I believe you are saying the same thing. If I have a class A and pass it to method myMethod(A), it will be pased by reference. Here is what we might have -
myA holds a reference to the new A class. When myMethod is called, myA isn't passed into the method, a copy of the pointer myA points to is passed in. Thats why inside myMethod you can't change where myA is pointing, but you can call methods on the class myA points to. HTH.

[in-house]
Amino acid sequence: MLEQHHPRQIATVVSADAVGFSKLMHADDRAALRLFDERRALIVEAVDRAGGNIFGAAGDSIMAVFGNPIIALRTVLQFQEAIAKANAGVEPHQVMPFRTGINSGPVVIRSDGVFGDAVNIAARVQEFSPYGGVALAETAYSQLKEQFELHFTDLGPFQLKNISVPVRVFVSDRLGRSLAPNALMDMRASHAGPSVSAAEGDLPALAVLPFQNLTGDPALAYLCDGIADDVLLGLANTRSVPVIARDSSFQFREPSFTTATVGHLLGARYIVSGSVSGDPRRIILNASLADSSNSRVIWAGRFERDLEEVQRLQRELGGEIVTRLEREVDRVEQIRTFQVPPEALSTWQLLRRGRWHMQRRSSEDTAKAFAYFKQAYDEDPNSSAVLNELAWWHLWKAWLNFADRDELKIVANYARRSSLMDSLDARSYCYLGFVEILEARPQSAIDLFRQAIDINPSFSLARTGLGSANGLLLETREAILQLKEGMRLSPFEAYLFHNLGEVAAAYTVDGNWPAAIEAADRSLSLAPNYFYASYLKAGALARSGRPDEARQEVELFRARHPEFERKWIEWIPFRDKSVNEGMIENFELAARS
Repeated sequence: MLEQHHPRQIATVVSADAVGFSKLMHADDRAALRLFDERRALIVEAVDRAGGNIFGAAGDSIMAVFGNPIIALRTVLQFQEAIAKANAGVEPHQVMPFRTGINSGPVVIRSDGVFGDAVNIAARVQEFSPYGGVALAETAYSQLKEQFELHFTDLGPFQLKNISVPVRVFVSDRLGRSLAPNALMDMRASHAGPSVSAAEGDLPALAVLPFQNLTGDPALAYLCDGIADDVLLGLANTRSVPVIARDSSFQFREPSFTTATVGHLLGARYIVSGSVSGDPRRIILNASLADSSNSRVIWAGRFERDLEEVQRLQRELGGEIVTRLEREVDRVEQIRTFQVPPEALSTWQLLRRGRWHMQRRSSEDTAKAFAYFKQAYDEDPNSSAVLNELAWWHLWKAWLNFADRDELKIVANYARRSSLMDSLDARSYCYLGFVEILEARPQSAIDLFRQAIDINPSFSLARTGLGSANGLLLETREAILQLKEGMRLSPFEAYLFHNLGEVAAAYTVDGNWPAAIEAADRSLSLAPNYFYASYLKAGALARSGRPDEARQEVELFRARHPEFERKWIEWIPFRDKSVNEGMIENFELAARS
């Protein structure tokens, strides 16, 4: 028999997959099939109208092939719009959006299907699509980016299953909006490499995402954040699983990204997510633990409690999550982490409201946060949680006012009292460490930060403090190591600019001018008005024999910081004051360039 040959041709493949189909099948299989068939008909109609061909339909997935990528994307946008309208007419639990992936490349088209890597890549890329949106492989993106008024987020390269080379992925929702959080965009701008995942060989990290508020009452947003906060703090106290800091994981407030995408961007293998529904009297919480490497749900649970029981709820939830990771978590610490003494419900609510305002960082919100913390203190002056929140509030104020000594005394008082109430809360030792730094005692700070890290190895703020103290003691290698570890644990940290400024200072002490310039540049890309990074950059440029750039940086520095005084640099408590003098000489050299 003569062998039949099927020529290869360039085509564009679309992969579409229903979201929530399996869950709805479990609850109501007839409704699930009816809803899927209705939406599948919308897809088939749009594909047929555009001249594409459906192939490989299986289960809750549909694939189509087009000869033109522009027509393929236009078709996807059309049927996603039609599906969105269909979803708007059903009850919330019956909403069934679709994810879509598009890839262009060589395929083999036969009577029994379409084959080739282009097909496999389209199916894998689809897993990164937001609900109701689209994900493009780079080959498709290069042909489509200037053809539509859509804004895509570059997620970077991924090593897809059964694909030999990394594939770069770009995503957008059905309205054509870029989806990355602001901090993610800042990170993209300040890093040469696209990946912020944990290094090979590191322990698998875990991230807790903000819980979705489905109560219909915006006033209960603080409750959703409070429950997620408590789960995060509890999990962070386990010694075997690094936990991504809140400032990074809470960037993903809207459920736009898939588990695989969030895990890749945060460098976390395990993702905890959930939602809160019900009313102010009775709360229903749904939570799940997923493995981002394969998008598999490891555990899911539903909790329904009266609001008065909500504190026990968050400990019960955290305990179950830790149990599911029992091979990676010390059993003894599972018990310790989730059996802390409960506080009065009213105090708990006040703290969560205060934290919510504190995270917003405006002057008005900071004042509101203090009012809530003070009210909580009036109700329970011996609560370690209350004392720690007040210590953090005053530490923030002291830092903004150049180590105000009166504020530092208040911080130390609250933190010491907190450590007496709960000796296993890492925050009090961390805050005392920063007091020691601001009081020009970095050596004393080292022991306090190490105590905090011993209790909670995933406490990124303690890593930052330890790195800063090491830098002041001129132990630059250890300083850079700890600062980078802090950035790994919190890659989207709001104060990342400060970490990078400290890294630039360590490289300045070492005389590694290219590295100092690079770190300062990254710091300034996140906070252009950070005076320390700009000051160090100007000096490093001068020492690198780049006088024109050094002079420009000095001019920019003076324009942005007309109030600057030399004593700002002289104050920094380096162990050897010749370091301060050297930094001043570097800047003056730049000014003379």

The simple definition is: C does not have "true" pass by reference. Java does not have "true" pass by reference. C++ does. Passing pointers to objects in C is not pass by reference. It is passing by value the pointer to an object, just as Java works. Pass by reference is a C++ construct that involves defining your method to take references as formal parameters, something that you cannot do in C. As long as you think I am passing a reference to the object by value you should be fine.
Piscis Babelis est parvus, flavus, et hiridicus, et est probabiliter insolitissima raritas in toto mundo.